”Because false faces exist, people cannot avoid the distance they create between each other. It is almost impossible to confide in each other as everyone hides their true nature, all of their desires, so that when they appear in public, the outer mask is all everyone sees.”
Zeng Fanzhi quoted in Boyi Feng, Zeng Fanzhi 1993-1998
, Beijing 1998
The removal of the mask in Zeng Fanzhi’s later oeuvre allowed the artist to explore the psychosomatic tensions and vulnerable layers of human consciousness like never before, yet the mask is never really torn off. Begun in the 1990s, the artist’s iconic Mask series stems from the transformation of China at the time. Suffused with an impression of unease and eeriness, the Mask portraits were never outwardly demonstrative or expressionistic, but were poignant because of what they attempted to hide: the feeling of loss of value and break in history that started with the globalisation and speedy modernisation of mainland China. Traditional communist communities like the one Zeng Fanzhi grew up in in Wuhan, Hubei province, had shaped his childhood and were being replaced by a capitalist-driven consumer culture and new metropoles with their urban skylines. Soon after moving to Beijing, at the centre of this revolution, Zeng Fanzhi’s raw and impassioned brushwork from his early Meat and Hospital series was replaced by the sophisticated, polished appearance and pressed suits of the masked subjects. “In the mid-’90s, China was transforming very fast. Chinese officials started wearing suits and ties. Everybody wanted to look good, but it also looked a bit fake. I felt they wanted to change themselves on the surface, and these are the feelings that I represented in the earlier Mask series.” (Zeng Fanzhi quoted in Sonia Kolesnikov-Jessop, “Zeng Fanzhi: Amid Change, The Art of Isolation”, in The New York Times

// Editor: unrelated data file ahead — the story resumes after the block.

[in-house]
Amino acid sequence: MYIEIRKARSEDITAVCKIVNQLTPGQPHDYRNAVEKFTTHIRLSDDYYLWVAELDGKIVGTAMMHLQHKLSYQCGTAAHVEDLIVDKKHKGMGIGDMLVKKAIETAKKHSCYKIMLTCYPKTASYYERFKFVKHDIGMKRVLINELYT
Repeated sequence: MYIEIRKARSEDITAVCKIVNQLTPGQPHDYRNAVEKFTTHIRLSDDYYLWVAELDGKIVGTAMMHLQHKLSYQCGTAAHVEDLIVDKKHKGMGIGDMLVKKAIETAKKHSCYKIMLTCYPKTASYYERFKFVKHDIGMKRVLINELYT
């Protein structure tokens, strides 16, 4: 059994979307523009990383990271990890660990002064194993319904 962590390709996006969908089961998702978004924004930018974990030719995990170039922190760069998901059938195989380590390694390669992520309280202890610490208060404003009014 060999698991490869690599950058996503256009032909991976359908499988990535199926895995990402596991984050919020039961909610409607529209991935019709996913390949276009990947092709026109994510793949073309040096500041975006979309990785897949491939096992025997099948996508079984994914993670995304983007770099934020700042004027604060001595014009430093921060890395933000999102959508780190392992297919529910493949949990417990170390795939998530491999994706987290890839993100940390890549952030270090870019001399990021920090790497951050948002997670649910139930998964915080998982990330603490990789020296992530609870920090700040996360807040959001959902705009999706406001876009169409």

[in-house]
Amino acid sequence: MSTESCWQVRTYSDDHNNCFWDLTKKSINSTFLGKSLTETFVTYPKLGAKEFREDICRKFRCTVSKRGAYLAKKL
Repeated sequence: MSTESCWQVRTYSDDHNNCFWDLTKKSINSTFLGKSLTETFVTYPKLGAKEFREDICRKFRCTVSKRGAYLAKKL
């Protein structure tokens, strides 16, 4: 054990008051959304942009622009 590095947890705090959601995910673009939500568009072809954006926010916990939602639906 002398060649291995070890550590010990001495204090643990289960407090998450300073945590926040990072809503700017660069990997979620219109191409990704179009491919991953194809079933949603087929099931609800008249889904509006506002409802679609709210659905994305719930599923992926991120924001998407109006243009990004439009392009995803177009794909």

, 3 May 2007)
In the present lot, the unmasked face is tilted forward in grief, despair or deep in thought, resting on a disproportionally large hand. The subject wears a jacket reminiscent of the Chinese communist costume, but it is unbuttoned in an uncharacteristically careless and dishevelled fashion. Light from an unknown source pours into the picture plane and onto the individual’s face, shaping and chiselling the flesh of his cheekbones and knuckles. The subject’s expression of helplessness, trauma and exhaustion is finally visible. By providing us with an extremely rare glimpse behind the metaphorical and literal mask, Untitled is a moving example of Zeng Fanzhi's ongoing depiction of his generation and the challenges faced due to a profound societal shift.